The grass is greener on the Greentopia side of the street

The grass is greener on the Greentopia side of the street

We’ve moved!

While it was nice being in the building on the corner of Platt Street and Brown’s Race, the sale of the building that housed Greentopia for the last several years resulted in our move to new digs across the way at 74 Brown’s Race.

“If you need us, we’re across the street,” said Greentopia Co-Founder Michael A. Philipson.  The move happened May 1 and the new quarters are both larger and a little more accessible, as the space is all on one level now – no more steps and ramps! One added bonus is the new office provides additional income for our initiatives because it includes two spaces to rent out, one of which is occupied. Another bonus is our new boardroom and balcony look out over the Genesee River gorge. And that’s the reason Greentopia moved to the High Falls area in the first place.

Stop by if you get a chance.  Just remember, we’re on the river side of the road now.

Greentopia embraces new fundraising technology

Greentopia launched a new way to raise funds Nov. 12 with a wine-and-cheese party where people pledged by text. The concept was so successful that the attendees EXCEEDED the entire fundraising goal — $5,000 for the FlourGarden —  in less than 20 minutes.

About 50 people attended the event at the Greentopia offices on Brown’s Race. After they saw a film about the GardenAerial project, they were asked to consider making a donation by texting “Flour” to a designated number. Those who did so saw their names scroll across a screen with their pledge amounts, which made others hasten to join in.

“The idea of technology is right to us. It’s more green and engaging,” said Greentopia Co-Founder Michael A. Philipson. And the timing is right. The organization trying to create vibrant public realms has provided four years of FREE Greentopia festivals and events and will continue to offer some free projects to the public. But now it’s time for Rochester to lend its support to this critical work, Philipson said. The FlourGarden, expected to be completed December 24, is the first step in the GardenAerial, a series of park amenities, interactive trails and structures around the High Falls. This first step will cost nearly $1 million and Greentopia is trying to close in on the final dollars for the project.

Philipson said the smartphone app was so simple to use and so successful that Greentopia will most likely use it again to raise money for other projects, such as Green Visions, a job training program reclaiming and beautifying lots in the JOSANA neighborhood, and for a future gala.

To check out the online version, go to our donate page now.


7 reasons you must attend Greentopia’s Futures Summit Oct. 21

Greentopia’s Futures Summit, where exciting ideas for the future are discussed today, comes to MCC’s Brighton Campus Wednesday, Oct. 21. “We want to disrupt people’s thinking – get them to critically analyze everything that is happening in our city,” said Michael Philipson, co-founder of Greentopia. Here are some great reasons to get involved and get informed about “Cities of the Future,” the 2015 Summit’s theme:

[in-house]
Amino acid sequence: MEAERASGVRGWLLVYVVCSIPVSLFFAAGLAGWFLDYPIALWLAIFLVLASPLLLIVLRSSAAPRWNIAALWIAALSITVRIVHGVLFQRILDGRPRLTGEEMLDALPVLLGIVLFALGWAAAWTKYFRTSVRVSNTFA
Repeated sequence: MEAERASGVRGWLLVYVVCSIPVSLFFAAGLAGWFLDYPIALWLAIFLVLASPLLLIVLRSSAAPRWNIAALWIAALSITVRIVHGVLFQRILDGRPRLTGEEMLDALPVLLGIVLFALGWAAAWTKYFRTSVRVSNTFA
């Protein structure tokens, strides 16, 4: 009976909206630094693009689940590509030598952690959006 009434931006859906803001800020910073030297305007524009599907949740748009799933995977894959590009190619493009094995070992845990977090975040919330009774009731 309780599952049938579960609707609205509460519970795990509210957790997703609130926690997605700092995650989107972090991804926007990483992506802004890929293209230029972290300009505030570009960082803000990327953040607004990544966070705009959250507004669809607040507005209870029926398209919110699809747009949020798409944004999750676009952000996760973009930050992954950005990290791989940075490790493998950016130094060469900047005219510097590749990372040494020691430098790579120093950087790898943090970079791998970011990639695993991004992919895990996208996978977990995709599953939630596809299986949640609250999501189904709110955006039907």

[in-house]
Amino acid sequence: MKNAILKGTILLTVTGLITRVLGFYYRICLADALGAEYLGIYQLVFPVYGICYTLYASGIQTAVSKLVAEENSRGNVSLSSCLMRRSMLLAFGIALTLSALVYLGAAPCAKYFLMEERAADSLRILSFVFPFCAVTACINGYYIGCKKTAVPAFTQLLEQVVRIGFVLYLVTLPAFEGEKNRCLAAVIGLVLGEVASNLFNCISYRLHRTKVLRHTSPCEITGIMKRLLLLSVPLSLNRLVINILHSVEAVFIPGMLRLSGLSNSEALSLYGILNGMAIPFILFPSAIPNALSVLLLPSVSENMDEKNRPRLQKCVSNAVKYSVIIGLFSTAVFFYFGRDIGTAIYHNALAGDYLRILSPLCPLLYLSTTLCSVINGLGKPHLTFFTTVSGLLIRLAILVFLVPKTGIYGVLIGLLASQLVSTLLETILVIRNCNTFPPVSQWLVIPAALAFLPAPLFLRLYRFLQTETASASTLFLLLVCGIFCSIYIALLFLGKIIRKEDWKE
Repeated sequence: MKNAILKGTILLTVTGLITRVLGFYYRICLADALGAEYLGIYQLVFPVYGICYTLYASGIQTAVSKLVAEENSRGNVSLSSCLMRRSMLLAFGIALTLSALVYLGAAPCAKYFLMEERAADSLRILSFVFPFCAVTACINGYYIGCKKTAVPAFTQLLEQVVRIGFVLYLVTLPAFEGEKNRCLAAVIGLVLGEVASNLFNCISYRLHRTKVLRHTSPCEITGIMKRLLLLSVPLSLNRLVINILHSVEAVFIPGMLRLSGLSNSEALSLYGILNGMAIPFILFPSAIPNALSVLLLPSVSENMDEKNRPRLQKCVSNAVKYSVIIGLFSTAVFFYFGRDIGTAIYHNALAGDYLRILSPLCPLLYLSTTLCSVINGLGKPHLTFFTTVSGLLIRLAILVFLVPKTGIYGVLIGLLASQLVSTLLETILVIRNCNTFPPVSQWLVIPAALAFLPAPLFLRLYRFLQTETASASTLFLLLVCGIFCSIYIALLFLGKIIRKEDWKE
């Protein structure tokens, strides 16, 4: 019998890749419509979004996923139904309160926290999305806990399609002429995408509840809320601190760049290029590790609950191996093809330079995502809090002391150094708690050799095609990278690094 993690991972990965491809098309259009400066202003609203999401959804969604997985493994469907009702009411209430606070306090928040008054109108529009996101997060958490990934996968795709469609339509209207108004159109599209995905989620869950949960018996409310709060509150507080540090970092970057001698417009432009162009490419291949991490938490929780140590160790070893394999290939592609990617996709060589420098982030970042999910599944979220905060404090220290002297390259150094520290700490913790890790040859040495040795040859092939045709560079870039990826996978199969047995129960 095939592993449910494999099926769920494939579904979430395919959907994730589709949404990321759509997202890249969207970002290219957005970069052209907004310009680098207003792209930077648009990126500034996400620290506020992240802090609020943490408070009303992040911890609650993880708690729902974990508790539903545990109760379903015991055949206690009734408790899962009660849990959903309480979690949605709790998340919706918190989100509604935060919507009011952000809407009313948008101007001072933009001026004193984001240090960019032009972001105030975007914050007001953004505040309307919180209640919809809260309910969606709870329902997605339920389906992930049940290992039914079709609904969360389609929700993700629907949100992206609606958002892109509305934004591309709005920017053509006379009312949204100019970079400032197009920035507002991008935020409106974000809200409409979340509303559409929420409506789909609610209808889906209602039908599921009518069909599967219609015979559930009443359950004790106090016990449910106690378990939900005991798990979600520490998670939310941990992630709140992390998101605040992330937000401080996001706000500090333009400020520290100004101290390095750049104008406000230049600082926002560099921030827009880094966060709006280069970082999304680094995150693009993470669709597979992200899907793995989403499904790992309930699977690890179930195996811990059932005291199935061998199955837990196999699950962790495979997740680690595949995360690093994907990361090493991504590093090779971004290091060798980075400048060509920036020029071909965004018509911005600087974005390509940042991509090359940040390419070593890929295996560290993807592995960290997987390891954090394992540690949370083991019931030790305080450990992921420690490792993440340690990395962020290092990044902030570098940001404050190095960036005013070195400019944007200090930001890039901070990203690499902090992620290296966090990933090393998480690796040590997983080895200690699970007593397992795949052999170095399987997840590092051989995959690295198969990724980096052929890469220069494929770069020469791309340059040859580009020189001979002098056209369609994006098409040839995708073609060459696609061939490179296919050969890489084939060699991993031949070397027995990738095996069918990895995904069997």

• It’s dirt cheap: Thanks to support from NYSERDA, the summit is free to students and educators with ID, $20 for senior citizens. Regular admission is $45, $55 for last minute arrivals. Admission includes keynote talks and workshops by leading national thinkers on urban reclamation, energy and green development. There’s also free parking, continental breakfast, lunch and snacks. You can register here.
  • Jason Roberts of Dallas, co-creator of Team Better Block, which finds ways to make city blocks more livable and walkable without years of municipal foot-dragging. He’s the opening keynote speaker.
  • Antwi A. Akom, professor at San Francisco State University and co-founder of Institute for Sustainable Economic, Educational and Environmental Design. ISEEED focuses on building sustainable cities and schools, as well as improving living conditions of poor people. Akom is also the summit’s closing keynote speaker.
  • Taras Grescoe, Montreal author of Straphanger, a book looking at the public transit systems of the great cities of the world and advocating for a rebirth of public transit to take back cities from the wasting influence of automobiles. Grescoe is the summit’s lunchtime keynote speaker.
  • Rebecca Salminen Witt, president of The Greening of Detroit, which reclaims forsaken green spaces in the Midwest city to encourage community connections. Once devoted to boosting the urban forest (17,000 trees planted,) the organization now also oversees community gardens and workforce development, with 400 seasonal employees.
  • Ted Trabue, managing director of District of Columbia Sustainable Energy Utility, a utility company devoted to saving customers money through energy conservation. Previously, Trabue help create and was executive director of Green Builders Council of DC, the largest green training program in Washington.
  • Several other speakers and plenty of time between sessions to rub elbows with them all.
Green Visions Update

Green Visions Update

We have now planted our initial seedling group of over 9,000 plants and they are happily growing away at the Garden Factory, our greenhouse partner for the Green Visions project. We will add several thousand more seeds which will be planted directly in the ground during the spring planting.

In addition, we have met with the Harley School and Enrico Fermi School (School #17) and are beginning to identify collaborative opportunities for students at each of these institutions. There are exciting things ahead for Green Visions so stay tuned, follow us on Facebook and sign up to receive our newsletter.

One of these days, Spring will actually arrive. We are all chomping at the bit to get out into our gardens, dig in the earth and get our hands dirty!